HARTFORD, CT — Outgoing State Treasurer Denise Nappier told a commission that the state should use Connecticut Lottery revenues and other state assets to ensure its contribution to the Teachers’ Retirement Fund.
There’s no other solution, according to Nappier.
“I can assure you that there is no investment portfolio composition that would generate investment returns that would allow us to earn our way out of this unfunded liability,” Nappier said.
Nappier told the Pension Stability Commission Friday that if the state issued lottery-backed revenue bonds sufficient to generate cash proceeds of approximately $1.5 billion for deposit into the Teachers’ Retirement Fund, and it transferred an additional $1.5 billion of state assets that can then be developed and appreciate in value — then it would start heading in the right direction.
“The proposal I offer today is designed to put the Teachers’ Retirement Fund back on firm fiscal footing, and represents a concrete, tangible plan that would strengthen the long-term sustainability of the TRF while providing relief to the State and avoiding a potential spike,” Nappier said.
The annual contribution to the Teachers’ Retirement System is about $1.3 billion, but it could top $3.25 billion to $6.2 billion by 2032, depending on different experts, because of years of underfunding. Connecticut didn’t start setting aside money to pay for teachers’ retirements until around 1982.
The pension fund, according to the last valuation has enough assets to cover 57.7 percent of its long-term obligations.
Another complication is that in 2008 Connecticut borrowed $2 billion to shore up the fund. The bond is expected to be paid off by 2033. When that borrowing was approved, Connecticut pledged in a bond covenant to contribute the annual payment to the fund for 25 years.
Only in extreme circumstances would Connecticut be allowed to skip the payment.
Contributing the Connecticut Lottery and other state assets would slowly lower the annual amount the state is required to contribute and free up a similar amount of money in the state budget, according to Nappier. Then it could move toward a more realistic long-term investment return assumption of 7.5 percent. It’s currently 8 percent.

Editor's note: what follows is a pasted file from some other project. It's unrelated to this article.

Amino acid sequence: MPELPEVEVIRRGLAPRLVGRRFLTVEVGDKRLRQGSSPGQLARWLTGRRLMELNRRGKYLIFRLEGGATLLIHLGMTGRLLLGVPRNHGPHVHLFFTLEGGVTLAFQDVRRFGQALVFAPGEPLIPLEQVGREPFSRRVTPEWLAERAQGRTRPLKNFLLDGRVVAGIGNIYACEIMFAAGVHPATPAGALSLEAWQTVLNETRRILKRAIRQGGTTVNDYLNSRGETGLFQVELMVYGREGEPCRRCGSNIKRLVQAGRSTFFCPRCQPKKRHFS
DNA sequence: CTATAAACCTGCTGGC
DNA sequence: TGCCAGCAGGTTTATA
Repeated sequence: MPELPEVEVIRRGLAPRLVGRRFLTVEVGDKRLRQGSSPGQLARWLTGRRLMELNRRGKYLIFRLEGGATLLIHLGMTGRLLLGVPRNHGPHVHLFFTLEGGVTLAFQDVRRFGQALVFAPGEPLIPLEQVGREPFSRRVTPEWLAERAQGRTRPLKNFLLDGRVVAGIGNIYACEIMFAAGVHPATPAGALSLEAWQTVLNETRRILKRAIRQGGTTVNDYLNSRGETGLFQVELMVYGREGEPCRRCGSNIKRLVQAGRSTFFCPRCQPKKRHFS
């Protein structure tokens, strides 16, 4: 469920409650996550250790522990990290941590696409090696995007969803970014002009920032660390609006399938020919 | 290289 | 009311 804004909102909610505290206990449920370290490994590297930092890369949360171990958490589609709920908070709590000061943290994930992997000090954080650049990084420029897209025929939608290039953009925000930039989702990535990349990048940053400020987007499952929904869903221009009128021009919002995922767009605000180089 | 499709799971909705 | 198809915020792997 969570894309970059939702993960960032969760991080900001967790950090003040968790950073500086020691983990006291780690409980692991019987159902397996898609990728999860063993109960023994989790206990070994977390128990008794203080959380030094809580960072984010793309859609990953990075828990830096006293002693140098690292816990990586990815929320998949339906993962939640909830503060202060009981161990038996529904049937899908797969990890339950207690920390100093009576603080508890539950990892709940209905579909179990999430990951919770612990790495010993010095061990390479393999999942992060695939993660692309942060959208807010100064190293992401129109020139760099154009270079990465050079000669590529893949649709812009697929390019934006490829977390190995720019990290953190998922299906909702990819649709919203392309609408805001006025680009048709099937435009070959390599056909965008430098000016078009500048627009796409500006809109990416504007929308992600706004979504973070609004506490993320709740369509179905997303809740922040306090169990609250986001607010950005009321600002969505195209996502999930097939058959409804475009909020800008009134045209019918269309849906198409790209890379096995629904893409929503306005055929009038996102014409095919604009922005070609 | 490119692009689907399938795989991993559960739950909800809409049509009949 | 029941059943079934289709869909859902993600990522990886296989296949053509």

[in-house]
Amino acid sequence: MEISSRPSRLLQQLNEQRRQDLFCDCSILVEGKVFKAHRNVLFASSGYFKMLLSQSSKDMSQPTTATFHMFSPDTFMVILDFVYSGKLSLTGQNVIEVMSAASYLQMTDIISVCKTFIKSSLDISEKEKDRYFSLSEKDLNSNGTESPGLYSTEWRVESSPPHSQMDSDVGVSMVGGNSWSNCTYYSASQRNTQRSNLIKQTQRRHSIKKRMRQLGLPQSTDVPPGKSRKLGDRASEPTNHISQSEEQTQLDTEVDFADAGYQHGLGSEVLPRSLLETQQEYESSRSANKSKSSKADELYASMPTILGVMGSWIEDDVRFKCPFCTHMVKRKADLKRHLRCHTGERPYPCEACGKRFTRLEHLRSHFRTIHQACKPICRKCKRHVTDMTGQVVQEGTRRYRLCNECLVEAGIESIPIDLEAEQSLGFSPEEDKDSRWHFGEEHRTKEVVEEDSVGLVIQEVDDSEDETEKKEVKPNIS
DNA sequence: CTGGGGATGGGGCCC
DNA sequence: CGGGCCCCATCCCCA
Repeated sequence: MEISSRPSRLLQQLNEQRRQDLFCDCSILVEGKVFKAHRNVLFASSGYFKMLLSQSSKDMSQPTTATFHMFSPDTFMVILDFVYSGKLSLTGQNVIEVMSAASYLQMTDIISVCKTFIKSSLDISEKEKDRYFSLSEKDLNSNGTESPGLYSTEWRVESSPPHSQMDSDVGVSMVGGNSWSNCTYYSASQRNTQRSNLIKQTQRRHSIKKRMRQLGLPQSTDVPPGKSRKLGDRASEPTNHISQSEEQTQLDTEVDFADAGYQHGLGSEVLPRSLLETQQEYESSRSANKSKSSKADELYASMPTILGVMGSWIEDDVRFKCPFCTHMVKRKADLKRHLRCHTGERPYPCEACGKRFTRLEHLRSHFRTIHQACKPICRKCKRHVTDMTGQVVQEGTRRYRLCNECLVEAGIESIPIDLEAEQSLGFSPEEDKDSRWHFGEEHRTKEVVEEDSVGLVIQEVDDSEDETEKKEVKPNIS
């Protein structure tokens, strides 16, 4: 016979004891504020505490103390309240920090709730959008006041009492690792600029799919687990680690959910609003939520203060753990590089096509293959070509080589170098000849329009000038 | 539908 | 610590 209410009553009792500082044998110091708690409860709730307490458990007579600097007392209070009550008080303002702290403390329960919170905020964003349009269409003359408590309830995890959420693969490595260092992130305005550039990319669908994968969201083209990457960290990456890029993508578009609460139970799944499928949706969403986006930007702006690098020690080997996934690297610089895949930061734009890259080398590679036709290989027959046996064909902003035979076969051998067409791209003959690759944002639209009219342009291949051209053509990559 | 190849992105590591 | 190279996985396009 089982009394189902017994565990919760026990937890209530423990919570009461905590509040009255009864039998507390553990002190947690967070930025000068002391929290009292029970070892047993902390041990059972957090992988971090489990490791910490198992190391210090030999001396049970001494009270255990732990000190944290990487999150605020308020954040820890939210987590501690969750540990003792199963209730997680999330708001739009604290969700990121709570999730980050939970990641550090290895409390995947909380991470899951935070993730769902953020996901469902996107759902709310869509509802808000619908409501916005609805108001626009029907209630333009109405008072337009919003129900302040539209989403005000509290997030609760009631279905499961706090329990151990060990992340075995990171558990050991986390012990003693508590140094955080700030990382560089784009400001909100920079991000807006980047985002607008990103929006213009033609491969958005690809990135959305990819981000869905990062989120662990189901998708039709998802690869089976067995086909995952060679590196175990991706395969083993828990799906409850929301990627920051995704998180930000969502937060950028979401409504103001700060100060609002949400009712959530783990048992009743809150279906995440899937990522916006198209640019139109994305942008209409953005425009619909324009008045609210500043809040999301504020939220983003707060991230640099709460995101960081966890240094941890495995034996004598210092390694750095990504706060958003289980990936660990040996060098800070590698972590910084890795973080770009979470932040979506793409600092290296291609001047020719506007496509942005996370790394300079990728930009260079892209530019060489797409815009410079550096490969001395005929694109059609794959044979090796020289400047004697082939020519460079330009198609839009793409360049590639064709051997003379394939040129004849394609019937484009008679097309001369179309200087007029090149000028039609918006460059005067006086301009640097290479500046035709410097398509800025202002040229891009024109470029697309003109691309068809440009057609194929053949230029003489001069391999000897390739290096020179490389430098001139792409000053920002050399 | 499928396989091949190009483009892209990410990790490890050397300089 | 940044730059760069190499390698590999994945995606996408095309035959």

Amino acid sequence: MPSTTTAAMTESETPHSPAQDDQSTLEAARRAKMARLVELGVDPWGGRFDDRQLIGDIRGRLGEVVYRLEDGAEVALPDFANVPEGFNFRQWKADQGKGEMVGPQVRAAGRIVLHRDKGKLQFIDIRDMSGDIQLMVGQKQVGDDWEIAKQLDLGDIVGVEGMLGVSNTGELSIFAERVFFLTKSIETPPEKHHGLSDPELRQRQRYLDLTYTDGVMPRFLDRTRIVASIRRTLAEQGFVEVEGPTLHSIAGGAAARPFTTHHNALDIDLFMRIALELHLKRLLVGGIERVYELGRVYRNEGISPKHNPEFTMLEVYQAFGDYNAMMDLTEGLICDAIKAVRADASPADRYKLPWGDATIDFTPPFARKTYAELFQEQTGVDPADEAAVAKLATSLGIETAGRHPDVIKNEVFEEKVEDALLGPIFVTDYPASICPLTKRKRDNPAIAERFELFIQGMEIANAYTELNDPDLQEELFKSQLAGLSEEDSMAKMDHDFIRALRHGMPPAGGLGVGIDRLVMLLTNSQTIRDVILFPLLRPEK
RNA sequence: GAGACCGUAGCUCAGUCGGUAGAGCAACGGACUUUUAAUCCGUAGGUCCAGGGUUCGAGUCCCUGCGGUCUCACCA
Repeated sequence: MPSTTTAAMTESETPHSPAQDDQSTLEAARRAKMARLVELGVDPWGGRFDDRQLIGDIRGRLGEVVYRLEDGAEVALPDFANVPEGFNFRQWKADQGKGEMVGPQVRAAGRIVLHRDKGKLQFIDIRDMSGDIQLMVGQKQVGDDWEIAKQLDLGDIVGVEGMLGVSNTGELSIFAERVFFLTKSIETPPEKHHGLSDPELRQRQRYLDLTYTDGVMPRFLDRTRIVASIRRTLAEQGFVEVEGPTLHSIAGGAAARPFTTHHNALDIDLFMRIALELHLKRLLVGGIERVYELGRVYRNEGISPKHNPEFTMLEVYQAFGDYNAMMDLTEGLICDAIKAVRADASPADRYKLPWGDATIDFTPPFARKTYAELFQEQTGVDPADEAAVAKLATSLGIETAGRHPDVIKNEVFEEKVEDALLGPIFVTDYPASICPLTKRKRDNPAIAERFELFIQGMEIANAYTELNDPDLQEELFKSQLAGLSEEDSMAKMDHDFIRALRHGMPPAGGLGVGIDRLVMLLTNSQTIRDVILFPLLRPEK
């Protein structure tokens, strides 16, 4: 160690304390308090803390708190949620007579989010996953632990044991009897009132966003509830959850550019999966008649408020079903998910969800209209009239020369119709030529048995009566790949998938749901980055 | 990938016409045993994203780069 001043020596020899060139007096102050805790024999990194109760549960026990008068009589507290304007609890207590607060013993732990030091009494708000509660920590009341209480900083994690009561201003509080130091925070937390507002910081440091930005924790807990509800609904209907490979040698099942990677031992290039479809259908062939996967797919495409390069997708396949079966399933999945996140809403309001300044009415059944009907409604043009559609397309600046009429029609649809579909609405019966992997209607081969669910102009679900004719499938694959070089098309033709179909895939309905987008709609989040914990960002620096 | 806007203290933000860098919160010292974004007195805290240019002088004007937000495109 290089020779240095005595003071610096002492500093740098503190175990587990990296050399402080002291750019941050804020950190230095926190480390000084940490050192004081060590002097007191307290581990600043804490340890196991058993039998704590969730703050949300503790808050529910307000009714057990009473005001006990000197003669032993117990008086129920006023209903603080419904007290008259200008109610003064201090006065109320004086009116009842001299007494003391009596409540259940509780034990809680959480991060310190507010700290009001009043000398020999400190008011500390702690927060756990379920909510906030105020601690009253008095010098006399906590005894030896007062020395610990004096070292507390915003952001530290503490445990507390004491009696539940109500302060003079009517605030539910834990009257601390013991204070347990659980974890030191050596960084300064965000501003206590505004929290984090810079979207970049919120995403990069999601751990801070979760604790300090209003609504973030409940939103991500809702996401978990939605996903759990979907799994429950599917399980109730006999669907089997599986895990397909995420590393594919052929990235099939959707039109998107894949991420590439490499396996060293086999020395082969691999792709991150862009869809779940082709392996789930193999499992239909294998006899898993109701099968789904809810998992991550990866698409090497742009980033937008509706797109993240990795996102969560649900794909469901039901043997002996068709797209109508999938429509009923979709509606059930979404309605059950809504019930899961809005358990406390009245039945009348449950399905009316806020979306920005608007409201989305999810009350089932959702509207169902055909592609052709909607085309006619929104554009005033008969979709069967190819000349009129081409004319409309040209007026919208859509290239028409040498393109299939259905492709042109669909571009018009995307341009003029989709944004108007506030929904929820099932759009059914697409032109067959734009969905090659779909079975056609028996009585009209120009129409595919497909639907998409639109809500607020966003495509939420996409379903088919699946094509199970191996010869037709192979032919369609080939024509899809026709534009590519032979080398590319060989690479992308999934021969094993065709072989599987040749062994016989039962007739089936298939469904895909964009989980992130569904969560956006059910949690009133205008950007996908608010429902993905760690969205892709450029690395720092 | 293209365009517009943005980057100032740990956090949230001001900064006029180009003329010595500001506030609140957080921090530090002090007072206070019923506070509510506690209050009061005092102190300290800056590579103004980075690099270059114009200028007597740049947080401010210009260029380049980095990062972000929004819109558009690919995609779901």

That would give the state enough breathing room to pay off the pension obligation bonds it took out in 2008 early, finishing them off by fiscal year 2026, which would remove the restrictions of the covenant and allow the board to further reduce the investment returns from 7.5 percent to 7 percent and modify the amortization schedule for the unfunded portion of the liabilities.
Under Nappier’s plan, Connecticut will be required to contribute $1.42 billion to the Teachers’ Retirement Fund in 2020. That number will escalate to $2 billion by 2025. If the state takes Nappier’s advice, then the payment in 2020 will be about $1.42 billion, and it would only be about $1.78 billion in 2025. Over the next five years the proposal saves the state about $440 million.
The funded ratio of the Teachers’ Retirement Fund is 57.7 percent. Under Nappier’s plan it goes to 68 percent, and that’s if the rate of return stays at 8 percent.
However, Nappier warned that contributing more than the $3 billion to the fund would result in “negative cash flow.”
The Commission on Fiscal Stability and Economic Growth had recommended transferring all the assets of the Connecticut Lottery, or $5 billion, to the Teachers’ Retirement Fund.
Deputy Treasurer Larry Wilson said that while transferring $5 billion in lottery assets to the Teacher’s Retirement may seem like a better option because it would free up more general fund revenue — it would actually reduce the cash flow to the fund.
“The states contribution would go down so less money would be flowing into the Teachers’ Retirement Fund,” Wilson said.
The Teachers’ Retirement Board learned last week that the state’s contribution to the fund this year is $63 million less than what it expected when the state adopted its budget in May.
That’s partly because the fund averaged a 10.76 percent return over the past two years. The average return in the prior two years was under 2 percent.
Nappier said she doesn’t like to comment on those returns because they are “smoothed” over a longer period of time.
The Connecticut Lottery currently contributes about $350 million a year to the general fund and Nappier’s proposal calls for using about one-quarter of those funds to cover the debt service on the Teachers’ Retirement Fund.
Gov.-elect Ned Lamont has said he’s open to using the Connecticut Lottery to shore up the Teachers’ Retirement Fund.
“What I can promise you is I want to put the state Lottery into the teacher’s pension fund,” Lamont told the retired teachers in late October.
He said the lottery revenue will help shore up the pension fund, which is underfunded by about $13 billion.